http://www.helpbatnha.org 379 young Vietnamese monks and nuns of Bat Nha Monastery, practicing in the tradition of Thich Nhat Hanh, are facing religious persecution from the Vietnamese government. Previously welcomed, it seems the state now feels threatened by the rising popularity of Thich Nhat Hanh’s form of engaged Buddhism in the country, and has cracked down. Having been evicted from their monastery they took refuge in a small temple in Bao Loc city. Police are trying to disband them and December has been given as the date when they must leave the temple. Other temples around the country, while willing, have been barred from accepting them. The state in effect wants to prevent these young monks and nuns from staying together as a community and further, it seems, aim to eradicate the Thich Nhat Hanh tradition within Vietnam. To learn more, visit: http://www.helpbatnha.org
PLEASE NOTE: Police confiscated all camera equipment on the day of the attack on the monastery in September 09. Hence photographs used are from an earlier attack, in June 09.
At 17 seconds Bat Nha is misspelled Bat Nah.
To read the Shambhala Sun article on Thich Nhat Hanhs visit to Vietnam, click on:http://tinyurl.com/yf84nbu
A Fierce Light Flash! Directed by award winning filmmaker Velcrow Ripper. Ripper’s latest film, Fierce Light: When Spirit Meets Action, features Thich Nhat Hanh. http://www.fiercelight.org
Fourteen Precepts Of Engaged Buddhism
by Thich Nhat Hanh
1. Do not be idolatrous about or bound to any doctrine, theory, or ideology, even Buddhist ones. All systems of thought are guiding means; they are not absolute truth.
2. Do not think that the knowledge you presently possess is changeless, absolute truth. Avoid being narrow-minded and bound to present views. Learn and practice non-attachment from views in order to be open to receive others’ viewpoints. Truth is found in life and not merely in conceptual knowledge. Be ready to learn throughout our entire life and to observe reality in yourself and in the world at all times.
3. Do not force others, including children, by any means whatsoever, to adopt your views, whether by authority, threat, money, propaganda, or even education. However, through compassionate dialogue, help others renounce fanaticism and narrowness.
4. Do not avoid contact with suffering or close your eyes before suffering. Do not lose awareness of the existence of suffering in the life of the world. Find ways to be with those who are suffering by all means, including personal contact and visits, images, sound. By such means, awaken yourself and others to the reality of suffering in the world.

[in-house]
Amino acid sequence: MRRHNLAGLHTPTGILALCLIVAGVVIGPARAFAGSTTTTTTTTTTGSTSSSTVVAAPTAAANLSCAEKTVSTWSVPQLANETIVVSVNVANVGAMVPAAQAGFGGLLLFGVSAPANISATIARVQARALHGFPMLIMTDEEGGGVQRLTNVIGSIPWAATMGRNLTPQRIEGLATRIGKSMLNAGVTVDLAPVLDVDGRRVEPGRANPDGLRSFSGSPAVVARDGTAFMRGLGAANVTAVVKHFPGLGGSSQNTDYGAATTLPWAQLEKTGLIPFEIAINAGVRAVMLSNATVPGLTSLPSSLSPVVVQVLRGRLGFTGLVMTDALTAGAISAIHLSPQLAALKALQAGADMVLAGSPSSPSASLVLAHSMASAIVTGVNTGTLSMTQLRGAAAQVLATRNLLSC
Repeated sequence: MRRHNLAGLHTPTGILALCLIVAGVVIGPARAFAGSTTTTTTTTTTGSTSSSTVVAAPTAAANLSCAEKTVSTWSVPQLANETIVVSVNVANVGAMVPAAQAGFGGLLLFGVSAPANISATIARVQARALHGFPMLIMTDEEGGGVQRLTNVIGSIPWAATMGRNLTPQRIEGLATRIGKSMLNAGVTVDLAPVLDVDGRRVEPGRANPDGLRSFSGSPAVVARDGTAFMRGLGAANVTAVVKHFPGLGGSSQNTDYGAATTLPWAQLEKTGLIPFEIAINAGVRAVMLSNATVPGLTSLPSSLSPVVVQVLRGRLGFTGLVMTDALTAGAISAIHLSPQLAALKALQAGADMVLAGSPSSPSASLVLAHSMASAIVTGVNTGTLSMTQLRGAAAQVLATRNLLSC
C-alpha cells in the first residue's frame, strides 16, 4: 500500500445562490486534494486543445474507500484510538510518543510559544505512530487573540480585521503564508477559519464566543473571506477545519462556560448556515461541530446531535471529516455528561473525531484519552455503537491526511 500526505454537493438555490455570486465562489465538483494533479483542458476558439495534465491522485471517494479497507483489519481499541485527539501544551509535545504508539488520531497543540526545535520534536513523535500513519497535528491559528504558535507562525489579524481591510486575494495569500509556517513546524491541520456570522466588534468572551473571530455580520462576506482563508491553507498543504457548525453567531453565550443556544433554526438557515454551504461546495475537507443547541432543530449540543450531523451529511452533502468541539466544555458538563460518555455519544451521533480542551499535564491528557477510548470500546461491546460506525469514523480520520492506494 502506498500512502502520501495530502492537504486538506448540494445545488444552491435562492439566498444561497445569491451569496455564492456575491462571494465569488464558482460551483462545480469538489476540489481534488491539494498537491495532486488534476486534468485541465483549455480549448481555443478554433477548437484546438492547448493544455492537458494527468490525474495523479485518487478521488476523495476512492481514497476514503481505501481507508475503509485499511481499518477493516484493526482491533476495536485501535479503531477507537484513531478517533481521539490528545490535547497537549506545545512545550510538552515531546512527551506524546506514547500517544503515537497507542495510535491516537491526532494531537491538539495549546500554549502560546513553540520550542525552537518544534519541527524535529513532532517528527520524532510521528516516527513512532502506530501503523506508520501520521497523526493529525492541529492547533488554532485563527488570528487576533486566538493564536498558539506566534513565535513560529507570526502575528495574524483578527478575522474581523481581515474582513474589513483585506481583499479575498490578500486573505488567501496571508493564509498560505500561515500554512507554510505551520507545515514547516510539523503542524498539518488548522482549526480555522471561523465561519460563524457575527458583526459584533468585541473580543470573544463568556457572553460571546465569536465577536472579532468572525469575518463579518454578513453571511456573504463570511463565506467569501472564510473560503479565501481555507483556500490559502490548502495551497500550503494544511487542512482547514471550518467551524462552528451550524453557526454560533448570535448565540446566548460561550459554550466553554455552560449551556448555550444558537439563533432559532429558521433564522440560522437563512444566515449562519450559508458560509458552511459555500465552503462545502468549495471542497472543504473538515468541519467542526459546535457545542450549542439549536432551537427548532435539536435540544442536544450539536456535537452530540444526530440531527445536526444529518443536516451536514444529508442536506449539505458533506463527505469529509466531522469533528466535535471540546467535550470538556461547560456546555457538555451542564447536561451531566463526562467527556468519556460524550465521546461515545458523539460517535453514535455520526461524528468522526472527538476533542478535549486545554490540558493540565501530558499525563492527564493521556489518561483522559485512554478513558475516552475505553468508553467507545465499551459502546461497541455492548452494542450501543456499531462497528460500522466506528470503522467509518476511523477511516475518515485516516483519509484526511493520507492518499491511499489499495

5. Do not accumulate wealth while millions are hungry. Do not take as the aim of your life fame, profit, wealth, or sensual pleasure. Live simply and share time, energy, and material resources with those who are in need.
6. Do not maintain anger or hatred. As soon as anger and hatred arise, practice the meditation on compassion in order to deeply understand the persons who have caused anger and hatred. Learn to look at other beings with the eyes of compassion.
7. Do not lose yourself in dispersion and in your surroundings. Learn to practice breathing in order to regain composure of body and mind, to practice mindfulness, and to develop concentration and understanding.
8. Do not utter words that can create discord and cause the community to break. Make every effort to reconcile and resolve all conflicts, however small.
9. Do not say untruthful things for the sake of personal interest of to impress people. Do not utter words that cause diversion and hatred. Do not spread news that you do not know to be certain. Do not criticize or condemn things you are not sure of. Always speak truthfully and constructively. Have the courage to speak out about situations of injustice, even when doing so may threaten your own safety.
10. Do not use the Buddhist community for personal gain or profit, or transform your community into a political party. A religious community should, however, take a clear stand against oppression and injustice, and should strive to change the situation without engaging in partisan conflicts.
11. Do not live with a vocation that is harmful to humans and nature. Do not invest in companies that deprive others of their chance to life. Select a vocation which helps realize your ideal compassion.
12. Do not kill. Do not let others kill. Find whatever means possible to protect life and to prevent war.
13. Possess nothing that should belong to others. Respect the property of others but prevent others from enriching themselves from human suffering or the suffering of other beings.
14. Do not mistreat your body. Learn to handle it with respect. Do not look on your body as only an instrument. Preserve vital energies (sexual, breath, spirit) for the realization of the Way. Sexual expression should not happen without love and commitment. In sexual relationships, be aware of future suffering that may be caused. To preserve the happiness of others, respect the rights and commitments of others. Be fully aware of the responsibility of bringing new lives into the world. Meditate on the world into which you are bringing new beings.
[Edited 10/14/08 22:35pm]
In this talk Thay speaks about the Five Mindfulness Trainings, on the practice of compassionate listening, on how to make time for our loved ones, as well as the practice of the Five Mantras. For example,”‘Darling, I know that you have suffered so much in the past years, I have not been able to help you. I have reacted with anger, and I am sorry. It was not my intention to make you suffer more. I did not understand the nature of your suffering. Tell me what is in your heart, your deepest aspiration. Help me to understand your suffering. If you don’t help me, who is going to help me?’ This kind of speech is described by the Buddha as right speech, as loving speech.”
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